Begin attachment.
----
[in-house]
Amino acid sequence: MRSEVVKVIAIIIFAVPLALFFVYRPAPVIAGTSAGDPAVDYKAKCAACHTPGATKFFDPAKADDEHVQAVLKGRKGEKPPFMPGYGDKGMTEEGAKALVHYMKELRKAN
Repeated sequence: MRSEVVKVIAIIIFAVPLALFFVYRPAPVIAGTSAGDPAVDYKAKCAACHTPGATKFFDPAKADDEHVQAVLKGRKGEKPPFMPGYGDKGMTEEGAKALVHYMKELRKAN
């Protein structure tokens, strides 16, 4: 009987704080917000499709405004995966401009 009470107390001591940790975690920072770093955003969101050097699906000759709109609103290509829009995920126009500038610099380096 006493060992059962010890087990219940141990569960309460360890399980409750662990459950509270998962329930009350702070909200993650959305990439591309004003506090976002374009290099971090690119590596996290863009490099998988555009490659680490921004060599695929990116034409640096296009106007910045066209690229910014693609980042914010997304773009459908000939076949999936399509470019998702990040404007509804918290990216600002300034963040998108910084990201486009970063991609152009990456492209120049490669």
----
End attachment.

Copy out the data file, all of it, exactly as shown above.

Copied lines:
[in-house]
Amino acid sequence: MRSEVVKVIAIIIFAVPLALFFVYRPAPVIAGTSAGDPAVDYKAKCAACHTPGATKFFDPAKADDEHVQAVLKGRKGEKPPFMPGYGDKGMTEEGAKALVHYMKELRKAN
Repeated sequence: MRSEVVKVIAIIIFAVPLALFFVYRPAPVIAGTSAGDPAVDYKAKCAACHTPGATKFFDPAKADDEHVQAVLKGRKGEKPPFMPGYGDKGMTEEGAKALVHYMKELRKAN
């Protein structure tokens, strides 16, 4: 009987704080917000499709405004995966401009 009470107390001591940790975690920072770093955003969101050097699906000759709109609103290509829009995920126009500038610099380096 006493060992059962010890087990219940141990569960309460360890399980409750662990459950509270998962329930009350702070909200993650959305990439591309004003506090976002374009290099971090690119590596996290863009490099998988555009490659680490921004060599695929990116034409640096296009106007910045066209690229910014693609980042914010997304773009459908000939076949999936399509470019998702990040404007509804918290990216600002300034963040998108910084990201486009970063991609152009990456492209120049490669």